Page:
I am not so sure the anti-Semitic stuff is trolling for lulz. There's an LJ attributed to him which if it's real pretty clearly shows this dude believes a lot of psychotic things.
posted by en forme de poire at 2:01 PM on September 12, 2013


in my experience, minimizing oneself as a target by denying the troll what it's after (namely, your reaction) is the most effective course of action

If you're okay discussing it, I'm curious about your experience here. Because from what I've observed, what trolls are after is not so much a pearl-clutching, waahmbulance, PC-gone-mad reaction from the target, as it is the target's silence or absence. Any continued interaction from the target--directed troll-ward or not--tends to lead to escalation.

Have you been targeted by troll(s)? If so, did ignoring them allow you to continue participating at the same level and in the same way as before?
posted by dogrose at 2:03 PM on September 12, 2013 [3 favorites]


>

Anonymous generally means asshole.

just another day on assholefilter, then, i guess


but you're not truly anonymous here. Or many aren't. The mods can figure out who you are in real life. You paid to be here. Pretty much the solution I was describing.
posted by cjorgensen at 2:06 PM on September 12, 2013 [1 favorite]


I don't understand why this happens at all. Is it really as simple as the fact that society as a whole is pushing an anti-women message?
I don't know if it's as simple as that, but, yes, I think that's at the very core of it.

Well, this is basically the whole problem in a nutshell. Trolls are "against society" in the sense that they subvert various taboos. But the troll fighters also want to be "against society", so they claim that trolling is really an expression of the dominant culture so that they can position themselves as subversives.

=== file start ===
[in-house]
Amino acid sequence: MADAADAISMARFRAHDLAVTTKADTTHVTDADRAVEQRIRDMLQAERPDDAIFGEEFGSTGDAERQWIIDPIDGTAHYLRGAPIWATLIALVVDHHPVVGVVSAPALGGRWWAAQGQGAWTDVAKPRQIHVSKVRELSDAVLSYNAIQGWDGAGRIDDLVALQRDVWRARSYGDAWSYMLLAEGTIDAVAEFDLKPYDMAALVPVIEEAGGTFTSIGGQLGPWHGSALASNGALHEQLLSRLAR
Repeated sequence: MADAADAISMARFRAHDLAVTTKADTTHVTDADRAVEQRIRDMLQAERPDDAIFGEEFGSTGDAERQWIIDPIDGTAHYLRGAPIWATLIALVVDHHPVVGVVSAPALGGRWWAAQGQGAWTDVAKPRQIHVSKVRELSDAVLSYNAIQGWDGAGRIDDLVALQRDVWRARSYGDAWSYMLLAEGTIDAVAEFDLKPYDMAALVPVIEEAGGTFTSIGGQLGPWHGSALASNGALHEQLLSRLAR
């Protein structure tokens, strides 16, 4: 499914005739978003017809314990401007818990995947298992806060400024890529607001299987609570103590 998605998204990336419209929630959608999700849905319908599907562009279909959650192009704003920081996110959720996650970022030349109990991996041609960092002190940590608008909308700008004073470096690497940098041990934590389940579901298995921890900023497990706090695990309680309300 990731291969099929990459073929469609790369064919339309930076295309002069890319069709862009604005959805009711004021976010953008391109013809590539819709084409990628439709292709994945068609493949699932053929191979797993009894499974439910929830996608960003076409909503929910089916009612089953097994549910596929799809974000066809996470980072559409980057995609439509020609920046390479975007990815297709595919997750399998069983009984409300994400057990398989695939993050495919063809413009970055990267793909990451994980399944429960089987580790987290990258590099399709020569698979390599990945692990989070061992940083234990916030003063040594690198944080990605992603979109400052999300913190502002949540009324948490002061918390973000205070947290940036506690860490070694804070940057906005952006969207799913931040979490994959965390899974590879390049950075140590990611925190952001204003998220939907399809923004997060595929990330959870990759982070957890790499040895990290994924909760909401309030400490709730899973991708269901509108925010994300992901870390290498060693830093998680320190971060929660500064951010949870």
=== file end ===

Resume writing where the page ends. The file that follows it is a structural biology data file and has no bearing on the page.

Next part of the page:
This is what's behind the idea that "the police can't solve it" - a lot of vigorous moral feelings, but when push comes to shove, there's a reluctance to institutionalize it. Trolls exploit that. Because today we have the spirit of the law (it's undeniable that the anti-bigotry side holds the moral high ground) but without the letter (no law that reflects these values), they can transgress without consequence and get off on exposing our impotence.

Our institutions are no help, but maybe we secretly like it that way. We don't really want to give up our treasured identities as subversives and institutionalize these values, so we're left fighting with trolls over who gets to be the rebel.

And this "police can't solve it" idea is very important - it says we need to address the problem at the level of culture and education first, as if legal consequences aren't an extremely effective way of transmitting culture and educating the public. And then I guess maybe, once everyone is cured of misogynistic harassment and onboard with the idea, we'll write it into law, but at that point it won't matter because there's no need to prohibit something that never happens.

That's the problem with all of these cultural interventions, they endlessly delay the moment of victory so that they can continue fighting the good fight instead of doing the work of birthing a genuinely new moral order that actually has teeth.
posted by AlsoMike at 2:06 PM on September 12, 2013 [3 favorites]


I don't think anyone anticipated it turning out like this when the protocols that drive the Internet were created. In the before-time, the long-long-ago, there were filters in place that kept the dregs of humanity off the Internet, viz. you had to be in college, work for a big tech company, or know somebody, have the right equipment, and have a connection. Hell, we used to have our real mailing addresses in our signatures we were so confident that most of the people we'd meet online were nerds just like us.

Now just about anybody can have the Internet in their pocket at all times. It's like Eternal September cubed. I wish I had a good idea about what to do about it.
posted by ob1quixote at 2:13 PM on September 12, 2013 [2 favorites]